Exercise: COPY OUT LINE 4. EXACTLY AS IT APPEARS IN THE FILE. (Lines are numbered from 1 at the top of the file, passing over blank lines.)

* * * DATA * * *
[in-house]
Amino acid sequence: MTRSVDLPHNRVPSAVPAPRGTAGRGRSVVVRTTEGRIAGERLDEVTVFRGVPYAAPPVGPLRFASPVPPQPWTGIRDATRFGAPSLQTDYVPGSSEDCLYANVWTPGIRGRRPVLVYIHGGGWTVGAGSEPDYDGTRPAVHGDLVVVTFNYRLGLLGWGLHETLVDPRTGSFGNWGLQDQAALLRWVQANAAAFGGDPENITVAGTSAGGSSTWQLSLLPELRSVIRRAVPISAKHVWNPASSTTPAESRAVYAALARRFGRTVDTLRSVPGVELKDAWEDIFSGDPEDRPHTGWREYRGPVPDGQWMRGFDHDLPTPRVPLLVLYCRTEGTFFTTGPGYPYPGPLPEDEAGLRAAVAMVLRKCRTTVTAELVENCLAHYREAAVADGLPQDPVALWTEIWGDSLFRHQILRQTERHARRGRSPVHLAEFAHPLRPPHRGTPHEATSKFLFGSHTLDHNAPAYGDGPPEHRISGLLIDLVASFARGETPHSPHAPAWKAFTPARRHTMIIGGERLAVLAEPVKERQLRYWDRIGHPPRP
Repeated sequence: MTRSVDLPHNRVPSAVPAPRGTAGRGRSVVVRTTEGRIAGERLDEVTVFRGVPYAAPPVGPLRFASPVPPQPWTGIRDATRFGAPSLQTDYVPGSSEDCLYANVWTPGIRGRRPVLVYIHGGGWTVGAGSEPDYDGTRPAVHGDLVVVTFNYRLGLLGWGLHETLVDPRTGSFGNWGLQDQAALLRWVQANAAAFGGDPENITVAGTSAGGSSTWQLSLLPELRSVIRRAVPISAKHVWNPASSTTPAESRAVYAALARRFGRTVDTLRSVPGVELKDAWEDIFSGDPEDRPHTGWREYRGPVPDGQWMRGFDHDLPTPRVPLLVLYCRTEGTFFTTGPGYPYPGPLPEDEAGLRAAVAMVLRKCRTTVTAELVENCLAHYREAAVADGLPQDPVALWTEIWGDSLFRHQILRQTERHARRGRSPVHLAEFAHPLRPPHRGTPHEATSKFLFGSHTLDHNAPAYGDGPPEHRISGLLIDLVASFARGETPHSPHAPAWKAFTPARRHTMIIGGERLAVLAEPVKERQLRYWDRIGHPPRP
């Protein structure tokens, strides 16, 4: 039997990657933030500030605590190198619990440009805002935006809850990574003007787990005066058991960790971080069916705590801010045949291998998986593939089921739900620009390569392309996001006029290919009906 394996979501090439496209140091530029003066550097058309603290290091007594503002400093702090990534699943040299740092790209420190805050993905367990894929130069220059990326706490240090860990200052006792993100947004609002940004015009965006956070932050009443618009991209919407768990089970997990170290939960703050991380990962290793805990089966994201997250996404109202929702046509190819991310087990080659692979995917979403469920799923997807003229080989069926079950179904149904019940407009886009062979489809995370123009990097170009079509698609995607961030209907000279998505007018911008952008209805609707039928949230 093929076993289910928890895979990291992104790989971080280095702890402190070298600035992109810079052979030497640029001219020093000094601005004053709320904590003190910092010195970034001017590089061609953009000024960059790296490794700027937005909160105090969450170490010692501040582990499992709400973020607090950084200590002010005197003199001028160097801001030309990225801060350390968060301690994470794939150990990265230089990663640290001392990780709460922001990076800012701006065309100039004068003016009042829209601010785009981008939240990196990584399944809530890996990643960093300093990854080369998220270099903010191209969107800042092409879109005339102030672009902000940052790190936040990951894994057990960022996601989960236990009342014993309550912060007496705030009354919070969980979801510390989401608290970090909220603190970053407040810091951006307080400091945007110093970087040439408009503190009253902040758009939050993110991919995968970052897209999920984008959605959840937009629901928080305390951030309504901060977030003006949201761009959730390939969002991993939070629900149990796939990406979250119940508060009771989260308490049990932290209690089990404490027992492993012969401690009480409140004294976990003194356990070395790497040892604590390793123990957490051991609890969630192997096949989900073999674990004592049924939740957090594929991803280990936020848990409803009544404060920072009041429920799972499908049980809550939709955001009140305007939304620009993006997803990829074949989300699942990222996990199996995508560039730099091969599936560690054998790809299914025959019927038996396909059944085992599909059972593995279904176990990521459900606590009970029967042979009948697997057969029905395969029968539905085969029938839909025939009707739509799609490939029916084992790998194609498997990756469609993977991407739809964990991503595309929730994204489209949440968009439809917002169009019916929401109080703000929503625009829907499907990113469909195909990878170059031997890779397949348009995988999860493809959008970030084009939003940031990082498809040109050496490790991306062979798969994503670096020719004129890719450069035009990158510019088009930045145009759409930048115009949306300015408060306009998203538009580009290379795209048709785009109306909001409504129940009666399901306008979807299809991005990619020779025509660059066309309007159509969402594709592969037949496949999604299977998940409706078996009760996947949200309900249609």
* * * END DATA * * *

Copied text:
């Protein structure tokens, strides 16, 4: 039997990657933030500030605590190198619990440009805002935006809850990574003007787990005066058991960790971080069916705590801010045949291998998986593939089921739900620009390569392309996001006029290919009906 394996979501090439496209140091530029003066550097058309603290290091007594503002400093702090990534699943040299740092790209420190805050993905367990894929130069220059990326706490240090860990200052006792993100947004609002940004015009965006956070932050009443618009991209919407768990089970997990170290939960703050991380990962290793805990089966994201997250996404109202929702046509190819991310087990080659692979995917979403469920799923997807003229080989069926079950179904149904019940407009886009062979489809995370123009990097170009079509698609995607961030209907000279998505007018911008952008209805609707039928949230 093929076993289910928890895979990291992104790989971080280095702890402190070298600035992109810079052979030497640029001219020093000094601005004053709320904590003190910092010195970034001017590089061609953009000024960059790296490794700027937005909160105090969450170490010692501040582990499992709400973020607090950084200590002010005197003199001028160097801001030309990225801060350390968060301690994470794939150990990265230089990663640290001392990780709460922001990076800012701006065309100039004068003016009042829209601010785009981008939240990196990584399944809530890996990643960093300093990854080369998220270099903010191209969107800042092409879109005339102030672009902000940052790190936040990951894994057990960022996601989960236990009342014993309550912060007496705030009354919070969980979801510390989401608290970090909220603190970053407040810091951006307080400091945007110093970087040439408009503190009253902040758009939050993110991919995968970052897209999920984008959605959840937009629901928080305390951030309504901060977030003006949201761009959730390939969002991993939070629900149990796939990406979250119940508060009771989260308490049990932290209690089990404490027992492993012969401690009480409140004294976990003194356990070395790497040892604590390793123990957490051991609890969630192997096949989900073999674990004592049924939740957090594929991803280990936020848990409803009544404060920072009041429920799972499908049980809550939709955001009140305007939304620009993006997803990829074949989300699942990222996990199996995508560039730099091969599936560690054998790809299914025959019927038996396909059944085992599909059972593995279904176990990521459900606590009970029967042979009948697997057969029905395969029968539905085969029938839909025939009707739509799609490939029916084992790998194609498997990756469609993977991407739809964990991503595309929730994204489209949440968009439809917002169009019916929401109080703000929503625009829907499907990113469909195909990878170059031997890779397949348009995988999860493809959008970030084009939003940031990082498809040109050496490790991306062979798969994503670096020719004129890719450069035009990158510019088009930045145009759409930048115009949306300015408060306009998203538009580009290379795209048709785009109306909001409504129940009666399901306008979807299809991005990619020779025509660059066309309007159509969402594709592969037949496949999604299977998940409706078996009760996947949200309900249609």